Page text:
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Aviation industry records stride at curbing carbon emission

Aviation CEOs converge on Lagos to address changing times in industry

The Nigerian aviation industry, like its global counterparts, faces challenges in terms of sustainability. It is estimated that aviation contributes approximately four percent to human-induced global warming, emitting around 1 billion tons of CO2 annually, which is more than the emissions of many countries.

The International Civil Aviation Organization (ICAO) predicts that air passenger numbers will double by 2030, leading to increased air pollution and associated health risks.

Recognising the need for change, the Nigeria Civil Aviation Authority (NCAA) is actively seeking solutions to reduce the sector’s impact on climate change. The agency aims to improve environmental and societal impacts through innovative practices while contributing to the national economy. Collaboration with industry stakeholders is a key aspect of achieving the ambitious goal of a 50 percent reduction in net carbon emissions by 2060.

At the National Aviation Conference, held recently in Abuja, Director General of Nigeria Civil Aviation Authority (NCAA), Musa Nuhu; in his presentation on aviation sustainability said his agency “seeks solutions to improve the societal and environmental impacts of air transportation, reducing the sector’s contribution to climate change through new practices and innovation while increasing the sector’s contribution to the national economy.”

Furthermore, one example of sustainability in the Nigerian aviation industry is Aero Contractors’ acquisition of the Bombardier Q400 aircraft. This aircraft is known for being the quietest in the world, with a noise footprint much smaller than other aircraft.

Similarly, it is fuel-efficient, emitting 30-40 percent fewer emissions compared to other aircraft. The introduction of such eco-friendly aircraft demonstrates the industry’s commitment to sustainability.

After receiving the new aircraft, Abdullahi Mahmood, the Managing Director of Aero Contractors, expressed that Nigerians can anticipate efficient, punctual, and trustworthy services when the airline resumes operations with the second Dash-8Q400 Bombardier.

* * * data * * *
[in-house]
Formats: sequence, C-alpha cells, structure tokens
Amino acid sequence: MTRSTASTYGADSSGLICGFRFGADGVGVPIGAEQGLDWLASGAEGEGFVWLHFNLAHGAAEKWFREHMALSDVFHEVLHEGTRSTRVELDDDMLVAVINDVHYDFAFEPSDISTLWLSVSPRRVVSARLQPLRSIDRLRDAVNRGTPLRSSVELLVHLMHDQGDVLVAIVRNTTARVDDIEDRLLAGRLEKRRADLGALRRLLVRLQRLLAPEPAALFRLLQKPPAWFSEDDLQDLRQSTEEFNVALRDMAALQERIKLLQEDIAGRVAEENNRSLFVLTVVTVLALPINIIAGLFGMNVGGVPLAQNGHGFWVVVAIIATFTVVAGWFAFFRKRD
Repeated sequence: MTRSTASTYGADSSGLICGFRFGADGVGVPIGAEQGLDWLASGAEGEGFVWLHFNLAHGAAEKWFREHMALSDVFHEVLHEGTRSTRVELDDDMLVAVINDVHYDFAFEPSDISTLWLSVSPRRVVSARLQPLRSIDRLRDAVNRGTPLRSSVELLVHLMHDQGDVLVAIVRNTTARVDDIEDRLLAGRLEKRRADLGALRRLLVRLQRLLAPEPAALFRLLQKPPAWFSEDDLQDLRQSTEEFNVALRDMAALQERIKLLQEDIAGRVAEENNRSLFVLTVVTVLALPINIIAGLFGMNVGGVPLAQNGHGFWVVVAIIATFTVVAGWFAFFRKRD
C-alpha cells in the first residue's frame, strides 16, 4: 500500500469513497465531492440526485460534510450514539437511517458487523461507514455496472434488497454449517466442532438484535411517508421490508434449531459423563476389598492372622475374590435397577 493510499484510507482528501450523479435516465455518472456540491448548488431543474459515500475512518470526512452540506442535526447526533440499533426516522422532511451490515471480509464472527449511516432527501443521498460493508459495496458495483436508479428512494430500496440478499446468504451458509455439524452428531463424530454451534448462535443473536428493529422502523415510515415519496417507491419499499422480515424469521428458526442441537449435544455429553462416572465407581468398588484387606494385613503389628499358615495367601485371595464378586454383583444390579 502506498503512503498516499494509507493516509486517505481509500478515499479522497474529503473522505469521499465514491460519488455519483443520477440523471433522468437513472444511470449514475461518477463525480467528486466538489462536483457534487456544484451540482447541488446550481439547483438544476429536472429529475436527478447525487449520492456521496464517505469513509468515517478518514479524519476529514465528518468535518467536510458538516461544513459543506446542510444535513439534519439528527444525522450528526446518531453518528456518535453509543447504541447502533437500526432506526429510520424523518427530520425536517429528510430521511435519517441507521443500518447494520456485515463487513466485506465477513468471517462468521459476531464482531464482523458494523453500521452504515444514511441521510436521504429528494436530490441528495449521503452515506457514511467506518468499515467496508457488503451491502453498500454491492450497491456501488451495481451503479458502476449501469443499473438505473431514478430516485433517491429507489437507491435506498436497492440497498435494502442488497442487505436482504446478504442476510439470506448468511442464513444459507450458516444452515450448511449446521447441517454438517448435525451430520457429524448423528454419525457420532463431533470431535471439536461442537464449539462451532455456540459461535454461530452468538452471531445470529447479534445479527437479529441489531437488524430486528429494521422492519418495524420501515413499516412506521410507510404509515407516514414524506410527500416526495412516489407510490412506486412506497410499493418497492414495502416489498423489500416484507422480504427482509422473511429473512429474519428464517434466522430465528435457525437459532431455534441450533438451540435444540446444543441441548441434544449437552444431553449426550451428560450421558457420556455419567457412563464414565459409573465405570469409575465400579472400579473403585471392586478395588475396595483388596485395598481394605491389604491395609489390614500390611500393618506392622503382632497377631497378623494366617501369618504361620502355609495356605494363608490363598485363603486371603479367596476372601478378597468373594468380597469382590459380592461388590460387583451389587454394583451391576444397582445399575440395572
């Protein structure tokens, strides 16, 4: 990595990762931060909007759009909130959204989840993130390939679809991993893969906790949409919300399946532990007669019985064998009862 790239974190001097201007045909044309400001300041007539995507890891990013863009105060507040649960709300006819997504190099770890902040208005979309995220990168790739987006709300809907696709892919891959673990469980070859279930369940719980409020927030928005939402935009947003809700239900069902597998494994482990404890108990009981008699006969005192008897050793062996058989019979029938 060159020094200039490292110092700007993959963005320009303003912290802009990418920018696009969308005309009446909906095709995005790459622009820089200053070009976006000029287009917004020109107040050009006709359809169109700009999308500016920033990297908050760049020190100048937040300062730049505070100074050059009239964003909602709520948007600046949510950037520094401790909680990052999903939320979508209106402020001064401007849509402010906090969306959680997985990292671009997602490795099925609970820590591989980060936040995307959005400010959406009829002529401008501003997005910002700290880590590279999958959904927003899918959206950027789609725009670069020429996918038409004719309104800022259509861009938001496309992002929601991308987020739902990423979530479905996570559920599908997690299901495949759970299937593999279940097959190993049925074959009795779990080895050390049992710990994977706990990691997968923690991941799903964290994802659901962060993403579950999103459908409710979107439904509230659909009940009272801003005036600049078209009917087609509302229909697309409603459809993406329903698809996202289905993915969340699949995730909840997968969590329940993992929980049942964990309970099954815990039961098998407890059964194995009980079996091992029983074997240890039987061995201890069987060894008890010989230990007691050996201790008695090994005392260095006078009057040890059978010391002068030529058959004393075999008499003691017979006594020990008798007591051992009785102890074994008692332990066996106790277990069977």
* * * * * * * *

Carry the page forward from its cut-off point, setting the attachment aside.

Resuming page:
Mahmood, represented by Daniel Adah, the Head of Aero Contractors’ Security, highlighted the aircraft’s fuel efficiency and emphasised its reliability, saying “The 75-capacity aircraft is expected to contribute to the airline’s dependable performance.

“So, with this, we hope to meet aviation demand in terms of passengers and also cost because we have noticed that cost is actually a concern for a lot of travelling passengers.

“We believe when you operate a fuel-efficient aircraft, you will be able to fly passengers with a reasonable fare, so that is what we are looking at for the passengers,” Adah said.

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Despite the progress made in sustainability in the Nigerian aviation industry, there is still work to be done. The demand for air travel continues to rise, and innovative solutions are needed to address sustainability challenges.

According to an article in Sustainability Accounting, Management and Policy Journal, “Over the past 50 years global demand for air travel has risen by 9 percent per annum (pa) and growth (at a reduced rate of 3-7 percent) is predicted for the next 20 years.”

Fuel efficiency improvements, elimination of single-use plastics, locally-sourced and seasonal food options, and passenger education are some of the ways in which the industry can reduce its carbon footprint and environmental impact.

In addition to carbon emissions, aircraft also contribute to global warming through non-carbon pollutants such as water vapour, nitrogen oxides, carbon monoxide, and soot. These pollutants have a significant impact on global warming. Consequently, the aviation industry is facing increasing pressure to reduce emissions. The industry has made a collective commitment to achieve net-zero carbon emissions by 2050.

While achieving zero emissions in aviation may be a distant goal, focusing on fuel efficiency, minimizing non-carbon pollutants, and adopting sustainable practices can contribute to a greener and more environmentally responsible aviation industry. By embracing sustainability, the industry can anticipate consumer trends, lead in aviation sustainability, and contribute to a safer planet.